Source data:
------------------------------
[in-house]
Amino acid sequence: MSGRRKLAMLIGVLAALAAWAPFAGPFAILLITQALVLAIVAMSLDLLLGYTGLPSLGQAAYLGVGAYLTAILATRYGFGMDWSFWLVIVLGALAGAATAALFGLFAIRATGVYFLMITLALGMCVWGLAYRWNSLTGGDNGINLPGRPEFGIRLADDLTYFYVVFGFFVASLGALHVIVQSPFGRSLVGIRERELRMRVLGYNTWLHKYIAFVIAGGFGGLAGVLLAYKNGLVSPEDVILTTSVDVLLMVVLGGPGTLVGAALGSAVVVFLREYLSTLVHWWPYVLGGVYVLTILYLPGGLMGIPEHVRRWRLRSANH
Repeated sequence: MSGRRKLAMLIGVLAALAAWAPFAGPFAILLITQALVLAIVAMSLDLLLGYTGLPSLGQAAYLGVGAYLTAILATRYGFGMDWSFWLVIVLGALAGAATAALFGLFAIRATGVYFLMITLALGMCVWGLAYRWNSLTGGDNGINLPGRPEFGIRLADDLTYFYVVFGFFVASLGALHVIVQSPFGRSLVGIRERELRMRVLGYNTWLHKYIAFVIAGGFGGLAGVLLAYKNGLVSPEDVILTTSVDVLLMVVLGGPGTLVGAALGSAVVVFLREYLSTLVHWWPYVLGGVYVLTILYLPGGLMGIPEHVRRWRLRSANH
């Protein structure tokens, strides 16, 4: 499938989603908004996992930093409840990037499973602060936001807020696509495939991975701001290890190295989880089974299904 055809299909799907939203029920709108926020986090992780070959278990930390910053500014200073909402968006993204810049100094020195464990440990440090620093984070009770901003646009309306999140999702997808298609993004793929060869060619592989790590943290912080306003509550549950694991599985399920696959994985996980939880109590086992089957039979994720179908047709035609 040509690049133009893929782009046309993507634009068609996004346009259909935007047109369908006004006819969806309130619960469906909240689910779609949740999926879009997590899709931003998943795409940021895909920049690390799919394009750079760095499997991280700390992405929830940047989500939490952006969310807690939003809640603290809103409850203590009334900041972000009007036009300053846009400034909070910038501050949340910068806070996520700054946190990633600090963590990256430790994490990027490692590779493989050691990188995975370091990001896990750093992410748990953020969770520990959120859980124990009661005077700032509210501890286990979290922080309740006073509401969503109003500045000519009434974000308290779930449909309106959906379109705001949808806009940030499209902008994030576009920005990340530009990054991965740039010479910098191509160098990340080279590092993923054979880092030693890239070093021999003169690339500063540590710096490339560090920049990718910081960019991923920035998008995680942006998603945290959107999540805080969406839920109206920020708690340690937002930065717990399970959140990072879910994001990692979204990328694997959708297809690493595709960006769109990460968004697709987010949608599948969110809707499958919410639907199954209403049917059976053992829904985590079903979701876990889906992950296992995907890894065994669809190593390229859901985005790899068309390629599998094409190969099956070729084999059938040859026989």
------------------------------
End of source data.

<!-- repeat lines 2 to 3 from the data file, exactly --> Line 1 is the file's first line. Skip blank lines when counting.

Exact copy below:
Amino acid sequence: MSGRRKLAMLIGVLAALAAWAPFAGPFAILLITQALVLAIVAMSLDLLLGYTGLPSLGQAAYLGVGAYLTAILATRYGFGMDWSFWLVIVLGALAGAATAALFGLFAIRATGVYFLMITLALGMCVWGLAYRWNSLTGGDNGINLPGRPEFGIRLADDLTYFYVVFGFFVASLGALHVIVQSPFGRSLVGIRERELRMRVLGYNTWLHKYIAFVIAGGFGGLAGVLLAYKNGLVSPEDVILTTSVDVLLMVVLGGPGTLVGAALGSAVVVFLREYLSTLVHWWPYVLGGVYVLTILYLPGGLMGIPEHVRRWRLRSANH
Repeated sequence: MSGRRKLAMLIGVLAALAAWAPFAGPFAILLITQALVLAIVAMSLDLLLGYTGLPSLGQAAYLGVGAYLTAILATRYGFGMDWSFWLVIVLGALAGAATAALFGLFAIRATGVYFLMITLALGMCVWGLAYRWNSLTGGDNGINLPGRPEFGIRLADDLTYFYVVFGFFVASLGALHVIVQSPFGRSLVGIRERELRMRVLGYNTWLHKYIAFVIAGGFGGLAGVLLAYKNGLVSPEDVILTTSVDVLLMVVLGGPGTLVGAALGSAVVVFLREYLSTLVHWWPYVLGGVYVLTILYLPGGLMGIPEHVRRWRLRSANH